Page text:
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  • The First U.S. State to Display Original Founding Documents

    In 2018, the Ohio Statehouse Museum hired Roto to create a new exhibit dedicated to the examination and preservation of the original 1802 and 1851 Ohio Constitutions. Following years of behind-the-scenes work with the Ohio History Connection, the previous stewards of the historic documents, the Statehouse appointed Roto to transfer the delicate documents to the museum, thus becoming the first state to display an authentic constitution at their state capital building. Roto’s job was to blend these authentic artifacts with digital content in a way that transcends into something that visitors can’t get online – a tactile experience designed to reflect the changing ideas and opinions of visitors who experience it.

    Roto’s skilled team provided state-of-the-art-archival display cases for these priceless documents – conserved to the highest standards of archival document preservation – while mindfully providing security, creating the right environmental conditions for 200-year old documents, and making them accessible to the public. Making the documents personal and engaging for both Ohio citizens and tourists posed as an additional challenge that was resolved by flanking the case with interactives that articulate the idea of a citizen’s rights and responsibilities. Additionally, the touch activation not only gets visitors actively engaging since you can not see the documents until you physically turn on the light – but every person is tangibly contributing to the documents’ history with every light photon affecting the vulnerability of the documents. The entire project was planned, designed, engineered, built and installed to last for a generation.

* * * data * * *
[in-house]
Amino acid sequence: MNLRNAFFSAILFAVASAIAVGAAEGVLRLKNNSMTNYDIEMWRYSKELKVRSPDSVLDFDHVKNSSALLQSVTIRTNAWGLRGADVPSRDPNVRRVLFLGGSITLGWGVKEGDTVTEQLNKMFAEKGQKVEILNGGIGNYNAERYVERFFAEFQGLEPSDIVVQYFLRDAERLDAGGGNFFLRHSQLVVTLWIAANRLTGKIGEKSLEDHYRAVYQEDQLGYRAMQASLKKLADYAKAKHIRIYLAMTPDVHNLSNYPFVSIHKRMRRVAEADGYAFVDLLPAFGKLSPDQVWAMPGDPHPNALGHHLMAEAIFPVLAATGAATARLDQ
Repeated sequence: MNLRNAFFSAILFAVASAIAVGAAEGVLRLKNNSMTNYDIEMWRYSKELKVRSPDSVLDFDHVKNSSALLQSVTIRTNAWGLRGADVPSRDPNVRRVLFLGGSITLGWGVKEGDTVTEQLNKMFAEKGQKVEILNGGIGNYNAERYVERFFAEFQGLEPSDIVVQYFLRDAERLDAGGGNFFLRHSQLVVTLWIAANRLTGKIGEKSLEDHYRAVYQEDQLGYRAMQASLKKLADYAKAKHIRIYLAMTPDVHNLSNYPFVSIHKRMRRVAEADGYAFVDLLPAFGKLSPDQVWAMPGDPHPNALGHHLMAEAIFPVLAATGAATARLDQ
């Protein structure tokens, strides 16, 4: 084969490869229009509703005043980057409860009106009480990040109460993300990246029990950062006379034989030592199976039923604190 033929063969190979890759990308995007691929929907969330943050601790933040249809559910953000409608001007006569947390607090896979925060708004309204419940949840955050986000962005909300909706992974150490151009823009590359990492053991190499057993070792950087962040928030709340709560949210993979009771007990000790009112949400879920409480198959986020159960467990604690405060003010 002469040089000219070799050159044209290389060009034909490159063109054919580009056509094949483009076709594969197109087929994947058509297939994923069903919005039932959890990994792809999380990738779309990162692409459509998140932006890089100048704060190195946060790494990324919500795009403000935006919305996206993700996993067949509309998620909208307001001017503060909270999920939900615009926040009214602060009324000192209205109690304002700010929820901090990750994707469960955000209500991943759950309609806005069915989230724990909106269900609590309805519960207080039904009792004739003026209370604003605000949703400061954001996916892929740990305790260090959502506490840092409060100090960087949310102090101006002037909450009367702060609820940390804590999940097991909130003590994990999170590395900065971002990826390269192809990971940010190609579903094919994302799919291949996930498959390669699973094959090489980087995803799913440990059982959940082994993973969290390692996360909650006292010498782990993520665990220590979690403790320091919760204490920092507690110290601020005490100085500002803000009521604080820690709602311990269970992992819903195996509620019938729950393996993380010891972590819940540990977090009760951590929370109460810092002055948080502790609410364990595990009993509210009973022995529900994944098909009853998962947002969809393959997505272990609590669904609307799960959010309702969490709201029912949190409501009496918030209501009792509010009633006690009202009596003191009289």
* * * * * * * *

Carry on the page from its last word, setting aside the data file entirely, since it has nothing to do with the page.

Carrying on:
Read more in our case study here.

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  • Living in Color at the Greene Family Learning Gallery

    Roto collaborated with the High Museum of Art to expand and reimagine the Greene Family Learning Gallery. Roto provided concept design through fabrication and installation services for this new 4,000 square-foot creative space that encourages visitors to think like artists.

    The completely revitalized gallery features two distinct spaces designed on a set of goals informed by years of visitor observation, community input and research. The first gallery, “CREATE,” features a bright and open studio-like space where visitors can hone their creative skills and learn the fundamentals of art. The second space, “EXPERIENCE,” is an immersive gallery where visitors explore what art means, how it makes them feel, and how to use those skills for appreciating art.

    Some of the more prominent activities include a kinetic, gesture-based art interactive where visitors use their whole body to paint on large, digital canvases; a community tree that grows thicker with every hand-drawn “leaf’ added; and a living artwork space where hand movements bring the room to life with a full-bodied, star-filled sky of constellations. Additionally, each space features a “quiet room” with activities designed for reflection as well as an area specifically for toddlers. 

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  • Roto's got a wild side!

    Roto’s world class planning, design and design-build capabilities for interactive museums just got even better. Lyons Zaremba Associates, one of the world’s leading exhibit designers for aquariums and zoos, is now part of Roto.

    Roto’s in-house capabilities now include:

    • master planning support for aquarium & animal exhibits